Take, for example, this paragraph, which details Natalie’s impression of Caroline’s “beauty” taking her places, interspaced with Natalie’s own traumatic experiences with men as a direct comparison, even though Natalie doesn’t directly blame Caroline for her problems:
“Ghostwriting for Caroline was like writing in a new tense — first-person beautiful — the rules of time and inevitability were just different for her. I mean, she met a long-term boyfriend at fucking Equinox. Her very first day at Cambridge, her next-door neighbor took her on a tour of campus, pointed out a weeping willow, and told her, ‘That’s where I kissed this American girl I know. Just not yet.’ (At least that’s how we wrote it.) Meanwhile, I was being treated with cruelty or indifference by the men I dated. I didn’t know how to make it better, so I made it a joke I told at my own expense to my friends over drinks and even in Caroline’s book. She never asked me to, but I used my own assault as a punchline to make her West Village boyfriend seem all the more perfect — ‘You’re dating Ted Bundy,’ [Natalie said,] ‘The apple picking comes right before the strangling. And I should know, as I myself was just sexually strangled in Bay Ridge.’“
Caroline’s ridiculous lack of care for her close friend is blatant — (“The last time we saw each other in person that winter in New York, I was introducing her to the man I’d one day marry; as an early birthday gift, she gave me already-used Glossier makeup and a check that bounced,” writes Natalie) — but somehow, so is Natalie’s clear projection of her own problems upon her silly, spiraling friend. There can’t be a clear cut ‘why didn’t she leave’ answer to this, beyond that sometimes, relationships are strange and complex.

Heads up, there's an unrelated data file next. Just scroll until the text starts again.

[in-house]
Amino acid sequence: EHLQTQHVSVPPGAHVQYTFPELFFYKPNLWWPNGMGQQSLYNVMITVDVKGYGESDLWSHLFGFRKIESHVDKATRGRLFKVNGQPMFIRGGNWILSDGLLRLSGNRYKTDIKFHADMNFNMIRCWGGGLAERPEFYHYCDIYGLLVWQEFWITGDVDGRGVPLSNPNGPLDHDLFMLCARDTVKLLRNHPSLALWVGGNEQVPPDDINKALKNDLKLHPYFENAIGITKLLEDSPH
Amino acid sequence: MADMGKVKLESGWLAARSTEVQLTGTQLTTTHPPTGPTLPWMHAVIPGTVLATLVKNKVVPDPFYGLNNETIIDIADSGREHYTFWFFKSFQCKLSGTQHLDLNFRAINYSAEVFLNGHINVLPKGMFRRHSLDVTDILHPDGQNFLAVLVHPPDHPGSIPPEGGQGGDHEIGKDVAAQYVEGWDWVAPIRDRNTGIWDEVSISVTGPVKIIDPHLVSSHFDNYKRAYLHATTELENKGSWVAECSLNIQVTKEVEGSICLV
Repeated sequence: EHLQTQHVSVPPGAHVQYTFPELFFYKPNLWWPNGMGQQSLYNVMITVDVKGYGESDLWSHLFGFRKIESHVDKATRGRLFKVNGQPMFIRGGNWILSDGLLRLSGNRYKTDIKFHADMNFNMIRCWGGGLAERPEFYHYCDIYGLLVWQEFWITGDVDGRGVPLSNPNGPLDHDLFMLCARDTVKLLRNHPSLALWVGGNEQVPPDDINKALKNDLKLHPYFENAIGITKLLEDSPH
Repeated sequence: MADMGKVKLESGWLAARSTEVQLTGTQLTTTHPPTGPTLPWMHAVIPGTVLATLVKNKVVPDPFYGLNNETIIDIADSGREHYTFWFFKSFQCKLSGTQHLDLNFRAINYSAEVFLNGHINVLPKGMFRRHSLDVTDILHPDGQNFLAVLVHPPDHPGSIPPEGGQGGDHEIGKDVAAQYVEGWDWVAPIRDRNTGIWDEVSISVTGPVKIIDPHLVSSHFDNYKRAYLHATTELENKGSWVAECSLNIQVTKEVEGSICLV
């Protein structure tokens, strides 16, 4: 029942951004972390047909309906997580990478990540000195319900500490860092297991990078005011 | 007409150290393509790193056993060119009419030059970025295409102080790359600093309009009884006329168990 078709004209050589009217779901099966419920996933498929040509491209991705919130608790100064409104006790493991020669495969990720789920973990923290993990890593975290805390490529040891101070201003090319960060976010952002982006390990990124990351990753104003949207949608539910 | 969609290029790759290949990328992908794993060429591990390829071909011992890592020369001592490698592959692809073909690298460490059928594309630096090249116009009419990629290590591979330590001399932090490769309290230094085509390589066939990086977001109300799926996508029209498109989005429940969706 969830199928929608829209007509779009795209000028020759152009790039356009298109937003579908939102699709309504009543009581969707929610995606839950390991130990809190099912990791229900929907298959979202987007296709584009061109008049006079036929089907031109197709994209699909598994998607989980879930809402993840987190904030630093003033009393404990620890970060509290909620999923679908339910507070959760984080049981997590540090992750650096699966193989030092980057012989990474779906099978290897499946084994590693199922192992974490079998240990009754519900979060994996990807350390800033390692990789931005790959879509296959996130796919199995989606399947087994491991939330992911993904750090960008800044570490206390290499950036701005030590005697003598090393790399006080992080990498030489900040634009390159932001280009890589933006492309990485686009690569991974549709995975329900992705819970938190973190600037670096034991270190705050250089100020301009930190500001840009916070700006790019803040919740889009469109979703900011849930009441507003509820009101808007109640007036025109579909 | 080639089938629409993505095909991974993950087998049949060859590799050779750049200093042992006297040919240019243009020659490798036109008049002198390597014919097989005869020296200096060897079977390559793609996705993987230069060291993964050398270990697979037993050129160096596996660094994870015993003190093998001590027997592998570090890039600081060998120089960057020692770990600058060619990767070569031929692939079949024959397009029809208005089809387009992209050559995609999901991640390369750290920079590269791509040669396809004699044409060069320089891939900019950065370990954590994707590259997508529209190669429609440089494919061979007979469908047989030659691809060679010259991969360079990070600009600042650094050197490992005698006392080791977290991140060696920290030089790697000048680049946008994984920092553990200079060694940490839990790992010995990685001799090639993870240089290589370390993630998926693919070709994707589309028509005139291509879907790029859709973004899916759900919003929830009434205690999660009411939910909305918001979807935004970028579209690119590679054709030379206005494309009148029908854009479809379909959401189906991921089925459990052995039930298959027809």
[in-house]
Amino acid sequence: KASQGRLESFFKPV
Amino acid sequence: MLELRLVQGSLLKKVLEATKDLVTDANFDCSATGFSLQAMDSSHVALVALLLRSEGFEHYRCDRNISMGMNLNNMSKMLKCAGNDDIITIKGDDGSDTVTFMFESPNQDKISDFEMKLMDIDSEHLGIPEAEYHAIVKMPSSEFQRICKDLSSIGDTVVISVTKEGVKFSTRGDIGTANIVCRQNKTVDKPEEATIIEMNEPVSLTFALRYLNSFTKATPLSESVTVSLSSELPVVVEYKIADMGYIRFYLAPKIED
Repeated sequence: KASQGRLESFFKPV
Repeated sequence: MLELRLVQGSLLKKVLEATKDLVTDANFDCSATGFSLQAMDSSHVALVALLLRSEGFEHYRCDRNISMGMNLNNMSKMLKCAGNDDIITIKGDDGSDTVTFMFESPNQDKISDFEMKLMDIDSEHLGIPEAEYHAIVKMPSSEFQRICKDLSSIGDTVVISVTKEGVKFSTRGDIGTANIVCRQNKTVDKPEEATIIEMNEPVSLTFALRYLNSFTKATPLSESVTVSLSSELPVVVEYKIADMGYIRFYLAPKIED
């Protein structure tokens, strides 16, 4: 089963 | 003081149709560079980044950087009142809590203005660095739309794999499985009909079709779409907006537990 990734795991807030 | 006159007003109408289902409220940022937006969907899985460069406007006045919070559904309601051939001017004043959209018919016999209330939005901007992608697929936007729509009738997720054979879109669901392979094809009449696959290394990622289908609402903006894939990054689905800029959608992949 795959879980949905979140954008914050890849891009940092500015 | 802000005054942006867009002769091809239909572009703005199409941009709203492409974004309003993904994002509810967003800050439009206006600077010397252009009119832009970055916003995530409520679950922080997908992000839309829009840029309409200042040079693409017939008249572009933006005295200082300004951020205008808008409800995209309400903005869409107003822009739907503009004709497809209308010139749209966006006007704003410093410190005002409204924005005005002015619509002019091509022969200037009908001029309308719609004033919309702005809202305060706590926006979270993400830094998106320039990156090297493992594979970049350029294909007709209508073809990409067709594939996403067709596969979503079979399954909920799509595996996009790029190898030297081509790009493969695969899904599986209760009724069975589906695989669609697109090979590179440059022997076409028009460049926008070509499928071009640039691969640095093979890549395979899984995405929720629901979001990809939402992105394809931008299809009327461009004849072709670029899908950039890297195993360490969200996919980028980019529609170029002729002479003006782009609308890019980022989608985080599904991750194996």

The essay beseeches one, almost expects one, to take Natalie’s side. We’ve always supported the not-so-good-looking woman, the woman who doesn’t have it all, the woman just like us. After all, this is a woman who was both left almost homeless in New York and left alone to roam the streets of Amsterdam at night by her supposed best friend. However, there is a strange discomfort in watching someone write about her awful best friend just when said awful best friend is on-and-off in the news for being a bit of a joke. What does one make of a person’s close friend writing about the lowest moments of their life for a jeering, cruel audience?
The discomfort grows when Caroline, whose drug abuse problem is well-known, proceeded to have a complete meltdown on her Instagram — just logging which captions she wrote and which had input from Natalie. While the drama is aplenty, with metaphorical popcorn tubs overflowing at each new detail, and even a Buzzfeed quiz that helps you determine whether you are a “Caroline or a Natalie,” there needs to be pause, and clear acknowledgment, that there’s no good or bad side to be on, and that there’s much work to be done before we know how to recognize a toxic friendship and nip it in the bud. At least, before it morphs into a behemoth of a problem neither a ‘Caroline’ or a ‘Natalie’ can walk away from unscathed.